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Cheryl Bardoe on Harnessing the Power of Literary Nonfiction for STEM

Nothing Stopped SophieWhen I visit schools, I often ask students to share, by a show of hands: Who likes to write? Who loves math? Who is interested in sports? Who likes art? Who is interested in science?… The younger the students, the more likely they are to raise their hands for almost everything. As a writer, I hope to create books that encourage students to see the world as full of possibilities. Literary nonfiction offers a unique path to this goal, and one that is particularly compelling in STEM topics.

 

Humans are wired to engage with story. Evidence for this ranges from paleolithic cave paintings, to the epic of Gilgamesh that was chiseled into stone 4,000 years ago, to contemporary research where neuroscientists track the brainwaves of people listening to stories. Humans are also innately curious, and we yearn to make our mark on the world. Literary nonfiction represents the intersection of these powerful instincts. As an author, I weave information into a narrative in the hopes of helping young readers make connections that broaden their knowledge and inspire them to ask more questions.

 

My latest book, Nothing Stopped Sophie, illustrated by Barbara McClintock, demonstrates how literary nonfiction can engage young readers with STEM topics. Growing up during the French Revolution, young Sophie Germain overcame many obstacles to teach herself math and develop a formula that could predict how materials would vibrate. Her work began a path of inquiry that eventually made it possible to build modern skyscrapers and impressive bridges all over the world.

 

Is Nothing Stopped Sophie a story about math or physics? The answer is, both. It is also about history. And it is about one woman who dared to pursue what others said was impossible. My goal is to offer readers many hooks into any story. Some readers will be brought in by Sophie’s unwavering quest to learn, despite women not being allowed to attend college. Others will be captivated, as Sophie was, by the mysterious patterns that salt forms on vibrating metal plates. And yes, some readers do love math. Nonetheless, we don’t need to understand the intricacies of Sophie’s equation to relate to her passion.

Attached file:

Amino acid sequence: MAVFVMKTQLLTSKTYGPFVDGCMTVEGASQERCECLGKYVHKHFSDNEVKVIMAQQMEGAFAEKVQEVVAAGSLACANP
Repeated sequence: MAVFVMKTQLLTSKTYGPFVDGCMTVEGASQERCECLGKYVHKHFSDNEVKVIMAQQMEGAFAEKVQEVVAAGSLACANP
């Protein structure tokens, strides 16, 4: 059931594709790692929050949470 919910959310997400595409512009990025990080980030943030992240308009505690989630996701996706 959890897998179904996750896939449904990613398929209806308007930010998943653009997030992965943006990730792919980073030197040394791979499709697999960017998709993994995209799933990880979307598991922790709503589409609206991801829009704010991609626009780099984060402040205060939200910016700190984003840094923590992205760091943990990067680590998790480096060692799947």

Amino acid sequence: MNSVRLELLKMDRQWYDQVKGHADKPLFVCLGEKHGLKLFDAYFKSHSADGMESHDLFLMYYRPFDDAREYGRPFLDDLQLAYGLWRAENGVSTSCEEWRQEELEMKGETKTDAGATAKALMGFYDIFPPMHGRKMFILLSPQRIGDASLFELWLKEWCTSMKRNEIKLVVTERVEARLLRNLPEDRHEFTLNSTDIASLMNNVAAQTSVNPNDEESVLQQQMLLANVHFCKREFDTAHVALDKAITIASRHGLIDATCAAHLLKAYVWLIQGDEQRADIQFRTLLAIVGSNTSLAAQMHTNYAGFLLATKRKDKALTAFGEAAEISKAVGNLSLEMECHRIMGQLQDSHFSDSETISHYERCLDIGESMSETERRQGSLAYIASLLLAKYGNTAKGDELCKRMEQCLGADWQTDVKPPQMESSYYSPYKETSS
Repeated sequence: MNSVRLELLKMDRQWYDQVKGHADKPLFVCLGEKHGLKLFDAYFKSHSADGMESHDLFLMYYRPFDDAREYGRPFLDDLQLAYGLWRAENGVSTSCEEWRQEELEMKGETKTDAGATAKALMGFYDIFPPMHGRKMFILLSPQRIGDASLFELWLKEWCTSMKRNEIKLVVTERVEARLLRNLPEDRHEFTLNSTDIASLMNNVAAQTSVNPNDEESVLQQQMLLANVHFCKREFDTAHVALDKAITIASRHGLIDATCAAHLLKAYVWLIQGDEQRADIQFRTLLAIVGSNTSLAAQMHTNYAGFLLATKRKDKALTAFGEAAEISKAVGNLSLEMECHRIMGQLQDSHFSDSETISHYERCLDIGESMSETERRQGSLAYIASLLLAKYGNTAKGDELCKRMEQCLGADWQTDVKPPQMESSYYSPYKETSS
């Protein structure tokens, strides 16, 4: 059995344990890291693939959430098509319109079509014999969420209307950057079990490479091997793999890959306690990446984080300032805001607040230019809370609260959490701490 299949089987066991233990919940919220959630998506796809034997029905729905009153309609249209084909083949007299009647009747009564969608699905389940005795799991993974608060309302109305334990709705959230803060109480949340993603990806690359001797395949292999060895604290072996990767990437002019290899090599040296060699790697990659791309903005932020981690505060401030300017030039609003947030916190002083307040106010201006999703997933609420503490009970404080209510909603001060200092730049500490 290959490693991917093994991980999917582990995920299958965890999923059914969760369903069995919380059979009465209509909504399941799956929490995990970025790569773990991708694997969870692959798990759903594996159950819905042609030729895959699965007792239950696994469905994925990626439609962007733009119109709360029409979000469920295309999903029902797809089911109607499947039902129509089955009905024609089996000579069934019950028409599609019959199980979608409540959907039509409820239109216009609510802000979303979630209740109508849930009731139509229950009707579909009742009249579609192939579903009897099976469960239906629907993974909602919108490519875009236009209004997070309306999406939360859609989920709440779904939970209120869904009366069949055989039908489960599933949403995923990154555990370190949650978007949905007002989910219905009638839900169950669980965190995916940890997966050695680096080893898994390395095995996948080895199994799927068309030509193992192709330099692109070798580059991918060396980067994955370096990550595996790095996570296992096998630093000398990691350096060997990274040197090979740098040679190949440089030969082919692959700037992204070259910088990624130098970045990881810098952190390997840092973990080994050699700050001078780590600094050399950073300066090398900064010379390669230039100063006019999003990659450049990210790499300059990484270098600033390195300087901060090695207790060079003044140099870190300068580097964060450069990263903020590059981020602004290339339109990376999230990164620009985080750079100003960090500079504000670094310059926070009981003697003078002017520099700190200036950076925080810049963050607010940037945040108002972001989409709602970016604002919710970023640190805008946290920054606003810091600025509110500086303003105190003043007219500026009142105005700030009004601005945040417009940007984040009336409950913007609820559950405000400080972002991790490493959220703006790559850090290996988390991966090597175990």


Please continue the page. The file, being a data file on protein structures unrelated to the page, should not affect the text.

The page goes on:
Cheryl BardoeIn the book, I describe Sophie’s triumphant equation as being “as precise and eloquent as a poem.” This is because mathematicians themselves often describe their work in terms commonly applied to poetry; they strive for solutions that are elegant and beautiful, with ideas distilled to the purest form. My hope is to recreate for readers the sense of excitement that scientists and mathematicians feel about their work and to open a window into how they approach big questions. Imagine if we viewed the quadratic equation as a graceful, insightful expression of universal truth, just like when we hear the words of Shakespeare or Robert Frost. How might such connections open up interests and possibilities for young minds?